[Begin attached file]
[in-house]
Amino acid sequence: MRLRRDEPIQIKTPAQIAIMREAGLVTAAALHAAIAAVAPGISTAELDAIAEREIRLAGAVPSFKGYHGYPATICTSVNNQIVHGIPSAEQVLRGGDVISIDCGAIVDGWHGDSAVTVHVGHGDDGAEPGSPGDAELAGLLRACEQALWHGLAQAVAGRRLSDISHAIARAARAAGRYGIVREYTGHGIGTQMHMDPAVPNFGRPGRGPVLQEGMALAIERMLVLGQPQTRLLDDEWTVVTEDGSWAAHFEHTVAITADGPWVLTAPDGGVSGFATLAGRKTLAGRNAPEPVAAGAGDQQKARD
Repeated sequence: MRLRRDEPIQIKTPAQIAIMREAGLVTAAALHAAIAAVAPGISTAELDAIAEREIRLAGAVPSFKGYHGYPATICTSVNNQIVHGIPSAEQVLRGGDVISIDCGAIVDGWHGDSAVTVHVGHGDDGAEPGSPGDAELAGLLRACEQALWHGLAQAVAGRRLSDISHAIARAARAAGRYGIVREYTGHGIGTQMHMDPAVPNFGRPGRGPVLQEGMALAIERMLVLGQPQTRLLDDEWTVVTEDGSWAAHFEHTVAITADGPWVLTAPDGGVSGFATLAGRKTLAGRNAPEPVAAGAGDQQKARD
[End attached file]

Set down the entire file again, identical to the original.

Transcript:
[in-house]
Amino acid sequence: MRLRRDEPIQIKTPAQIAIMREAGLVTAAALHAAIAAVAPGISTAELDAIAEREIRLAGAVPSFKGYHGYPATICTSVNNQIVHGIPSAEQVLRGGDVISIDCGAIVDGWHGDSAVTVHVGHGDDGAEPGSPGDAELAGLLRACEQALWHGLAQAVAGRRLSDISHAIARAARAAGRYGIVREYTGHGIGTQMHMDPAVPNFGRPGRGPVLQEGMALAIERMLVLGQPQTRLLDDEWTVVTEDGSWAAHFEHTVAITADGPWVLTAPDGGVSGFATLAGRKTLAGRNAPEPVAAGAGDQQKARD
Repeated sequence: MRLRRDEPIQIKTPAQIAIMREAGLVTAAALHAAIAAVAPGISTAELDAIAEREIRLAGAVPSFKGYHGYPATICTSVNNQIVHGIPSAEQVLRGGDVISIDCGAIVDGWHGDSAVTVHVGHGDDGAEPGSPGDAELAGLLRACEQALWHGLAQAVAGRRLSDISHAIARAARAAGRYGIVREYTGHGIGTQMHMDPAVPNFGRPGRGPVLQEGMALAIERMLVLGQPQTRLLDDEWTVVTEDGSWAAHFEHTVAITADGPWVLTAPDGGVSGFATLAGRKTLAGRNAPEPVAAGAGDQQKARD